Capitalizing on Contextual Awareness
Brands are members of our community, invented to represent our ideas, commerce and culture in the marketplace for ideas.
Our relationships with brands are much like the ones we hold with other human beings. Emotional attachments are formed based on shared experiences and the things we hold in common. This might sound strange, but consider your alma mater as a brand, I’m certain they do. Or, if it's easier, consider the number of people who name their cars. We have intimate relationships with brands (knowingly or not) and intimacy not only implies depth, but demands depth of character.
We use language to express how we feel about each other. We use language to translate emotions into rational actions. We use language to define our relationships, and the same applies to brands. Do the brands in your life think the relationship is defined by one shallow line of copy or is there something more?
Brands with depth are complex organisms and require a larger vocabulary than a single line for everyone they meet and certainly something more for those who’ve known them for decades. Once you start to see brands as living organisms, it doesn’t make sense that they would have one line. It doesn’t respect the relationship to believe human beings can only handle one simple message about a brand. Brands can do better, must d|o better on their side of the relationship.
Headlines are the answer we use. They come in a variety pack and can adapt to a moment in time, context, audience or medium. When a brand knows itself, confidently, it can use more than one line when speaking to its most important audiences.
An example, from the rebrand of the Minnesota Orchestra.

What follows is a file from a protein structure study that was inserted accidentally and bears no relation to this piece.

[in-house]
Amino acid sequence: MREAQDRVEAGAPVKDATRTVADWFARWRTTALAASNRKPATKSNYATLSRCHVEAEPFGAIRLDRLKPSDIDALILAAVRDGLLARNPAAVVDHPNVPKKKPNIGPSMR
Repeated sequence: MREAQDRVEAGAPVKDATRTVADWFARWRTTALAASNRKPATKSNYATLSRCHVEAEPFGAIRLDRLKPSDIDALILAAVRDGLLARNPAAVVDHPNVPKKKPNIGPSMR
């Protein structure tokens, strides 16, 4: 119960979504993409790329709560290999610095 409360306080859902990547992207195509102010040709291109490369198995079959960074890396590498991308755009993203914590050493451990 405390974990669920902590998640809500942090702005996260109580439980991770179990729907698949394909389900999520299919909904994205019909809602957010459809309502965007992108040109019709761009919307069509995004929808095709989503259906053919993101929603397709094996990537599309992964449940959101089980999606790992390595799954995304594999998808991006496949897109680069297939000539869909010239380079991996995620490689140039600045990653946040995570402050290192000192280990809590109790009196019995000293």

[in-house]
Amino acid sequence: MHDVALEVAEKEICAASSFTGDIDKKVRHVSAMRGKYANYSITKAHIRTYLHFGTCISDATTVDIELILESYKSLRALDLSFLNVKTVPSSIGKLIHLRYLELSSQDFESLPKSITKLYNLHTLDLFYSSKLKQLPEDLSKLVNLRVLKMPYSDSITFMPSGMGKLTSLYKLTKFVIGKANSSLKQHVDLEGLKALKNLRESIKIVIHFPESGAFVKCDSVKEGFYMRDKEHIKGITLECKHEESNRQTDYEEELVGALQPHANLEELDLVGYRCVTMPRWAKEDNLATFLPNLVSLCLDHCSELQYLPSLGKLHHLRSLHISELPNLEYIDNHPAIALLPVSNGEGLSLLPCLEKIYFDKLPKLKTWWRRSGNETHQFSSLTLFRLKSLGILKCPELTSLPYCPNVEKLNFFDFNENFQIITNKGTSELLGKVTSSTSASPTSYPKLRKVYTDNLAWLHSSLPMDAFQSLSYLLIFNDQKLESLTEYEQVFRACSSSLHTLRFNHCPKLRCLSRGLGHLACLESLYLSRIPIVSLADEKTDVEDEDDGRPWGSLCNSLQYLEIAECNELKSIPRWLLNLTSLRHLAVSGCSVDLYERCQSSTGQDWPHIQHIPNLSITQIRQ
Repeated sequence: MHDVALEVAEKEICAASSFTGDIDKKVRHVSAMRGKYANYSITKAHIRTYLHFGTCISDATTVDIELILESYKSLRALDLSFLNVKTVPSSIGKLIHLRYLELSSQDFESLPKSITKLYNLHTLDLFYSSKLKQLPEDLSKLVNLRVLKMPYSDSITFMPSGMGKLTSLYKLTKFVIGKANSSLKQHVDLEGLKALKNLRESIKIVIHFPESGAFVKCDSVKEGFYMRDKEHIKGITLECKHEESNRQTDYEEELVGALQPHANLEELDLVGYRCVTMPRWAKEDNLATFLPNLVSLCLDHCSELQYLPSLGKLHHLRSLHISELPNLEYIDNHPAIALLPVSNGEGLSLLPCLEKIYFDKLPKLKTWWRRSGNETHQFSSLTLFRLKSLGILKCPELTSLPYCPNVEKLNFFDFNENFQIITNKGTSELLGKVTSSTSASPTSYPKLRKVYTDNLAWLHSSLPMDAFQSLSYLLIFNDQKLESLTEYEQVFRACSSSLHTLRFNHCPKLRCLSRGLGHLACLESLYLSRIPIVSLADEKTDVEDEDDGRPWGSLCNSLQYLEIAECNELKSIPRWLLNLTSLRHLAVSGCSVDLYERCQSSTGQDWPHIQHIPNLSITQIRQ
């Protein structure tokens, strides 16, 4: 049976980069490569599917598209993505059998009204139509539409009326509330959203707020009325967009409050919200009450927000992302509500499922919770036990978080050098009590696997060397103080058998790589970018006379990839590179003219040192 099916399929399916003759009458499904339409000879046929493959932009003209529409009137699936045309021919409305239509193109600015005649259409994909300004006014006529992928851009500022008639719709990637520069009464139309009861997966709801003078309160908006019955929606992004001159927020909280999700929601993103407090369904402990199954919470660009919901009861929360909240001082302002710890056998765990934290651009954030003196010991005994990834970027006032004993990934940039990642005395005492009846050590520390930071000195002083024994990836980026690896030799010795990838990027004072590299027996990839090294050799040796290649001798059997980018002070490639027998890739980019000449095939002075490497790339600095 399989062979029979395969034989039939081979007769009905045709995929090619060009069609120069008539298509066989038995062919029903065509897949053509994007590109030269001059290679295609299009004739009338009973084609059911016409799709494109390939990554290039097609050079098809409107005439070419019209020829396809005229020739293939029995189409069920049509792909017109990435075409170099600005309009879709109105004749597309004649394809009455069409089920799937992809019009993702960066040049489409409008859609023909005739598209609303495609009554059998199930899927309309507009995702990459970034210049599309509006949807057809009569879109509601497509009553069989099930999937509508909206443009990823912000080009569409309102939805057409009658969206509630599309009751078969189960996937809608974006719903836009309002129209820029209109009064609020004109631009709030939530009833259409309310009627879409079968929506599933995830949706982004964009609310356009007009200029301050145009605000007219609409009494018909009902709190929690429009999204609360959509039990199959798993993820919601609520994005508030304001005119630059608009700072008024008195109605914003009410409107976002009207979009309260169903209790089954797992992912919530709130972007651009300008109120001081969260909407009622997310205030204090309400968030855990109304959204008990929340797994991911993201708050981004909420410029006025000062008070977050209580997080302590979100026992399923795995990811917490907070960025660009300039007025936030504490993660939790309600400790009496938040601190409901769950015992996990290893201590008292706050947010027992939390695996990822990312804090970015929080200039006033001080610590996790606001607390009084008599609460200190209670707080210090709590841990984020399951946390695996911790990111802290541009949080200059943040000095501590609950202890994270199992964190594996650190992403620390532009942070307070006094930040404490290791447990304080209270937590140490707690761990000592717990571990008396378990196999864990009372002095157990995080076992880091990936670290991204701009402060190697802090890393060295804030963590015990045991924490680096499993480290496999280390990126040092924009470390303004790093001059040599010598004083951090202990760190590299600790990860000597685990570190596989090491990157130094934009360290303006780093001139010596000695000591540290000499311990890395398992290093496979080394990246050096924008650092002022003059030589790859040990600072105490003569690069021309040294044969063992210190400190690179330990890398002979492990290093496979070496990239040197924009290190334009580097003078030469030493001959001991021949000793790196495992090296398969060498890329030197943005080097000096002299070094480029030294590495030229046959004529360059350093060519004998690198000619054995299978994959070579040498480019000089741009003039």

You might have remembered the labor strike that happened a few years ago. It made national news and even showed up in “Mozart in the Jungle” an Amazon streaming series. After the strike was over and Capsule was helping launch a refreshed brand, we crafted a messaging platform that included a series of headlines.
The headline used right after the strike ended was, “All Together Now.”
The music reference brought forward a confidence in the future of our Minnesota Orchestra. It was designed for a moment in time and accompanied with a variety of headlines for future use as the orchestra continued in a positive, uplifting direction.
As brands age and become more aware of their own role in the community, it almost feels like what we’d imagine walking for the first time. The freedom it brings is profound along with the confidence to know the space you’re in and your new role in it. A confident brand is more aware of itself and the messages it is sending to the world.
If you’re wondering about the messages you’re sending, reach out for a conversation.